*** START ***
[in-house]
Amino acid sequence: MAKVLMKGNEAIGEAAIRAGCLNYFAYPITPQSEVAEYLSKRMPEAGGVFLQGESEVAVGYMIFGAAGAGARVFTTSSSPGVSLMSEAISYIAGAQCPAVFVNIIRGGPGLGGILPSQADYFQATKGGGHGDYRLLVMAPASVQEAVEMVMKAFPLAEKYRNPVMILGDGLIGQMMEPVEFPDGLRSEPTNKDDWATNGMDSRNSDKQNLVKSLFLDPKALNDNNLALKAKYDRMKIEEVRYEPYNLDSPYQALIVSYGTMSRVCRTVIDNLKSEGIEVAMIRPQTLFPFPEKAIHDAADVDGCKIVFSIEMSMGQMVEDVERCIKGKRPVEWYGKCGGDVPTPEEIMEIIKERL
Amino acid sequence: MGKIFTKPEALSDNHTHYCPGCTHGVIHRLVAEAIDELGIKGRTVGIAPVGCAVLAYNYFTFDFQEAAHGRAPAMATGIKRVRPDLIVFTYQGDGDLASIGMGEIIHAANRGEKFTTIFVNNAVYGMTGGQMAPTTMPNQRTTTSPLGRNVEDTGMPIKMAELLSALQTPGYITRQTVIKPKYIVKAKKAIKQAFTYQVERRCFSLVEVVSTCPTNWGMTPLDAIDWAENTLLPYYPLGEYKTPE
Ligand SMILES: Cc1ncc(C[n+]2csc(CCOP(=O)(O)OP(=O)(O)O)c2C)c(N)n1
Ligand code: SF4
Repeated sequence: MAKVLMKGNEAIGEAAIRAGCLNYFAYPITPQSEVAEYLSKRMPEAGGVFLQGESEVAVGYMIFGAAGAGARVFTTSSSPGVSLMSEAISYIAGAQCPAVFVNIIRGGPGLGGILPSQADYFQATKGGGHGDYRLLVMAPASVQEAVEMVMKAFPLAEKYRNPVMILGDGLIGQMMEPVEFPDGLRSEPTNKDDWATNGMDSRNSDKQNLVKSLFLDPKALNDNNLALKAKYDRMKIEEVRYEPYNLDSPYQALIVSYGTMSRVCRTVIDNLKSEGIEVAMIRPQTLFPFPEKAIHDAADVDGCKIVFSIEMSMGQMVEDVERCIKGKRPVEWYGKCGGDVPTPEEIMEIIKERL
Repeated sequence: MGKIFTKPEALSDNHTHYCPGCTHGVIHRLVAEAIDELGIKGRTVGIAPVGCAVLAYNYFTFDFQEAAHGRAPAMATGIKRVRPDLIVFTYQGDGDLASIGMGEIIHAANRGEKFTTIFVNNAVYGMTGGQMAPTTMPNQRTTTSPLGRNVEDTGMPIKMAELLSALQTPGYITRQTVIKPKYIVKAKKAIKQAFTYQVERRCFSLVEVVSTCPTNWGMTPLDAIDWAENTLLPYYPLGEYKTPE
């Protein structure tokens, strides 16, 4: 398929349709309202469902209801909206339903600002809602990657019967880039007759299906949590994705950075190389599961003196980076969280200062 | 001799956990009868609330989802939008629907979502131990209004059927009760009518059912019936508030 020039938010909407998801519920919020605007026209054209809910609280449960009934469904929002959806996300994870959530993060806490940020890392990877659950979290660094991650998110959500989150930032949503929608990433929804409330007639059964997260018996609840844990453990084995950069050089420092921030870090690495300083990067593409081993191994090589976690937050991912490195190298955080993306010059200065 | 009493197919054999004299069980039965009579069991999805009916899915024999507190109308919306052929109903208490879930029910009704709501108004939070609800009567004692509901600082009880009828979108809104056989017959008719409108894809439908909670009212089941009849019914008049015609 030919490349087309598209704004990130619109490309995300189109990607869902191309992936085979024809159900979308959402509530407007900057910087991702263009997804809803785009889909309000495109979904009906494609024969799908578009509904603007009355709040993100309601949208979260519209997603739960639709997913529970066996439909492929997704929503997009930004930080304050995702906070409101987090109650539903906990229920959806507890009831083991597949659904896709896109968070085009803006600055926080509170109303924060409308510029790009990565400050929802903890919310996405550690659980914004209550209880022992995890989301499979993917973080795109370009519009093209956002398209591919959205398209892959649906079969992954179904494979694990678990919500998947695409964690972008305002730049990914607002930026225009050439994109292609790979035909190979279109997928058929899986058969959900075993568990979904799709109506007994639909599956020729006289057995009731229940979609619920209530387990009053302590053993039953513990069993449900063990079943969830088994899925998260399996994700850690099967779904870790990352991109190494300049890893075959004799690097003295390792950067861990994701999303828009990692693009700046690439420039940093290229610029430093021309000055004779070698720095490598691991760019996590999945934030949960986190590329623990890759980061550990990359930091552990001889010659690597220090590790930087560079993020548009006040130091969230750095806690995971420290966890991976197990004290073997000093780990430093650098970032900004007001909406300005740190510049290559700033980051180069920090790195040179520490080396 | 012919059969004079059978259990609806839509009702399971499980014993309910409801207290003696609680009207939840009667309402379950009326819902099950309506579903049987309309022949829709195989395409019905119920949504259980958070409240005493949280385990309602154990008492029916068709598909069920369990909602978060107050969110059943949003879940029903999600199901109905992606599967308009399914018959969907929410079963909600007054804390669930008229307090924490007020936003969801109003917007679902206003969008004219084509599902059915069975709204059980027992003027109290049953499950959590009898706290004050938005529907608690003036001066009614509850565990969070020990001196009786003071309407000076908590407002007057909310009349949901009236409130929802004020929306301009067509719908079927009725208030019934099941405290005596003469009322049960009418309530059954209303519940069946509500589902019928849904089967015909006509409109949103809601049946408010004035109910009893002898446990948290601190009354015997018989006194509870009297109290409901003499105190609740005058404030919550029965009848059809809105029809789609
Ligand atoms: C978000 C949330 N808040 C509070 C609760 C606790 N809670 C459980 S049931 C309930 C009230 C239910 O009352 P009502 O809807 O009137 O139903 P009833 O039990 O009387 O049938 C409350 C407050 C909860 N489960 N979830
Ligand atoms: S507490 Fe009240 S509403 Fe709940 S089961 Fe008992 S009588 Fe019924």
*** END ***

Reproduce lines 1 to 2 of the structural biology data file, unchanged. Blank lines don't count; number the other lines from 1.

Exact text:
[in-house]
Amino acid sequence: MAKVLMKGNEAIGEAAIRAGCLNYFAYPITPQSEVAEYLSKRMPEAGGVFLQGESEVAVGYMIFGAAGAGARVFTTSSSPGVSLMSEAISYIAGAQCPAVFVNIIRGGPGLGGILPSQADYFQATKGGGHGDYRLLVMAPASVQEAVEMVMKAFPLAEKYRNPVMILGDGLIGQMMEPVEFPDGLRSEPTNKDDWATNGMDSRNSDKQNLVKSLFLDPKALNDNNLALKAKYDRMKIEEVRYEPYNLDSPYQALIVSYGTMSRVCRTVIDNLKSEGIEVAMIRPQTLFPFPEKAIHDAADVDGCKIVFSIEMSMGQMVEDVERCIKGKRPVEWYGKCGGDVPTPEEIMEIIKERL